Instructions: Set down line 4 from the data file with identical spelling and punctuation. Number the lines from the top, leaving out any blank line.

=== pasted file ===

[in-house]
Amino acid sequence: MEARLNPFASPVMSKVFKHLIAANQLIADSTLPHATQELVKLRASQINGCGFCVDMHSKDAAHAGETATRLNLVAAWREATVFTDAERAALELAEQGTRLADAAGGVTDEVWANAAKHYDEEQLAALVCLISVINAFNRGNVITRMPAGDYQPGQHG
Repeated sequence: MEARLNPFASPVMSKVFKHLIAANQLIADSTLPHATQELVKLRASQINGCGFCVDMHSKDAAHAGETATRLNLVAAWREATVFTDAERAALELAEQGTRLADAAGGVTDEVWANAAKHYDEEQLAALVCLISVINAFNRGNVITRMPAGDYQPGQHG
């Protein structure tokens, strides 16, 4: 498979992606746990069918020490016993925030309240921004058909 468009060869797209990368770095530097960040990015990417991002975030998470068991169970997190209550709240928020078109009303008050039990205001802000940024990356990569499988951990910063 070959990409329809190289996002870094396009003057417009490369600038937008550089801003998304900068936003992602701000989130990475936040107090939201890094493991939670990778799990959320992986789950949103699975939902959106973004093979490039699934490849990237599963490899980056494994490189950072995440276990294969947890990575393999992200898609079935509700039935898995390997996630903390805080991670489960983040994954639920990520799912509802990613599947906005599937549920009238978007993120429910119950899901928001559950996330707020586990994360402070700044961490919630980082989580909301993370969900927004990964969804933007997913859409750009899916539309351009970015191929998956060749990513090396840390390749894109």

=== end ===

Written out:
């Protein structure tokens, strides 16, 4: 498979992606746990069918020490016993925030309240921004058909 468009060869797209990368770095530097960040990015990417991002975030998470068991169970997190209550709240928020078109009303008050039990205001802000940024990356990569499988951990910063 070959990409329809190289996002870094396009003057417009490369600038937008550089801003998304900068936003992602701000989130990475936040107090939201890094493991939670990778799990959320992986789950949103699975939902959106973004093979490039699934490849990237599963490899980056494994490189950072995440276990294969947890990575393999992200898609079935509700039935898995390997996630903390805080991670489960983040994954639920990520799912509802990613599947906005599937549920009238978007993120429910119950899901928001559950996330707020586990994360402070700044961490919630980082989580909301993370969900927004990964969804933007997913859409750009899916539309351009970015191929998956060749990513090396840390390749894109």